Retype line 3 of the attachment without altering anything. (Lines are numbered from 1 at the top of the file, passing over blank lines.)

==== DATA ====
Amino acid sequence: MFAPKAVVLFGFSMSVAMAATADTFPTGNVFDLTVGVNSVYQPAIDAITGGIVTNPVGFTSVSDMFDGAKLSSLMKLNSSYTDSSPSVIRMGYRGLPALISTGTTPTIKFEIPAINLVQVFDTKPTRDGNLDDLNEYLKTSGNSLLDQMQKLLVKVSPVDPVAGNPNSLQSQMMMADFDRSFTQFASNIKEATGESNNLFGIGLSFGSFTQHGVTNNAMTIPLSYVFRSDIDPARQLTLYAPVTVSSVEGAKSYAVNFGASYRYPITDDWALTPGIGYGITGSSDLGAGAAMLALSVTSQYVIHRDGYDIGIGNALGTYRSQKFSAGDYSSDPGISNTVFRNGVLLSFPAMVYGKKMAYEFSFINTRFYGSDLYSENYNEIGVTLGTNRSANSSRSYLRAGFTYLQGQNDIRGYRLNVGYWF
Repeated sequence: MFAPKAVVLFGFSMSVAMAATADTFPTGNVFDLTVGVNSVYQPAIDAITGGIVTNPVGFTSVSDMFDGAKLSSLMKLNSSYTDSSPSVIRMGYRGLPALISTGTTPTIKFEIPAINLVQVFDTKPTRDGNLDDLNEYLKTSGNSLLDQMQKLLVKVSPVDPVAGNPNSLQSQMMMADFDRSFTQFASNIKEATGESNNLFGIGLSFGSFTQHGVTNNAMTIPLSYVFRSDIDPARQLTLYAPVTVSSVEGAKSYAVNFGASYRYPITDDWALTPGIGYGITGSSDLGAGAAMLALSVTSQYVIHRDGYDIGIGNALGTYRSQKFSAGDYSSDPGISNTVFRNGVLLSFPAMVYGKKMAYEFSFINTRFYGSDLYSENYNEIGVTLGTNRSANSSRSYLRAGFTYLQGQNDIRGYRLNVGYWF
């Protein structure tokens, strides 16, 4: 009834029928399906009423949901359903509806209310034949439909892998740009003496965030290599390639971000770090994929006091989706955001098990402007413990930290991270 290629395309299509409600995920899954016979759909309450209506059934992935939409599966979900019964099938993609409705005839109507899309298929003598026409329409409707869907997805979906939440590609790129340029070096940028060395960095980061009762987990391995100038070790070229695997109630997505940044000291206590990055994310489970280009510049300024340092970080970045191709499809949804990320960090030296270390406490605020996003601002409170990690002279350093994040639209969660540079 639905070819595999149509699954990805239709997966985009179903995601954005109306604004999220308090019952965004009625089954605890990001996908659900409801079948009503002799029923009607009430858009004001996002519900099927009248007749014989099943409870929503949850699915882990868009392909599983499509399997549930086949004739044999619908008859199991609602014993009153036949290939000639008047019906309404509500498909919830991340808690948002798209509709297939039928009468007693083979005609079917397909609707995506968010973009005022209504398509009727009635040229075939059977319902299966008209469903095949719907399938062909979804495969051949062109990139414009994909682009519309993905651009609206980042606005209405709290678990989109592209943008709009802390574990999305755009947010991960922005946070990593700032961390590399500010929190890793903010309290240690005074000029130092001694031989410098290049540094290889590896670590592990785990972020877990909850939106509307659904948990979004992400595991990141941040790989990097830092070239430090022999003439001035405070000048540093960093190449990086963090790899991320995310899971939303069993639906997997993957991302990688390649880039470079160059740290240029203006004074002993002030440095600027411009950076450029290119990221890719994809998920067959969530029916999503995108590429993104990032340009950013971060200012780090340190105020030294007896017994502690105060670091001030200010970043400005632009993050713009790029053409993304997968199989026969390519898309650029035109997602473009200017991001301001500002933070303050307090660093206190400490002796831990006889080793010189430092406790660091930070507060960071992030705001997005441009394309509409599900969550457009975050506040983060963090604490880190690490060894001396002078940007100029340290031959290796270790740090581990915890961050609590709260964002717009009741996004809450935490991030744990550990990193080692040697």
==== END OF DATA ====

């Protein structure tokens, strides 16, 4: 009834029928399906009423949901359903509806209310034949439909892998740009003496965030290599390639971000770090994929006091989706955001098990402007413990930290991270 290629395309299509409600995920899954016979759909309450209506059934992935939409599966979900019964099938993609409705005839109507899309298929003598026409329409409707869907997805979906939440590609790129340029070096940028060395960095980061009762987990391995100038070790070229695997109630997505940044000291206590990055994310489970280009510049300024340092970080970045191709499809949804990320960090030296270390406490605020996003601002409170990690002279350093994040639209969660540079 639905070819595999149509699954990805239709997966985009179903995601954005109306604004999220308090019952965004009625089954605890990001996908659900409801079948009503002799029923009607009430858009004001996002519900099927009248007749014989099943409870929503949850699915882990868009392909599983499509399997549930086949004739044999619908008859199991609602014993009153036949290939000639008047019906309404509500498909919830991340808690948002798209509709297939039928009468007693083979005609079917397909609707995506968010973009005022209504398509009727009635040229075939059977319902299966008209469903095949719907399938062909979804495969051949062109990139414009994909682009519309993905651009609206980042606005209405709290678990989109592209943008709009802390574990999305755009947010991960922005946070990593700032961390590399500010929190890793903010309290240690005074000029130092001694031989410098290049540094290889590896670590592990785990972020877990909850939106509307659904948990979004992400595991990141941040790989990097830092070239430090022999003439001035405070000048540093960093190449990086963090790899991320995310899971939303069993639906997997993957991302990688390649880039470079160059740290240029203006004074002993002030440095600027411009950076450029290119990221890719994809998920067959969530029916999503995108590429993104990032340009950013971060200012780090340190105020030294007896017994502690105060670091001030200010970043400005632009993050713009790029053409993304997968199989026969390519898309650029035109997602473009200017991001301001500002933070303050307090660093206190400490002796831990006889080793010189430092406790660091930070507060960071992030705001997005441009394309509409599900969550457009975050506040983060963090604490880190690490060894001396002078940007100029340290031959290796270790740090581990915890961050609590709260964002717009009741996004809450935490991030744990550990990193080692040697």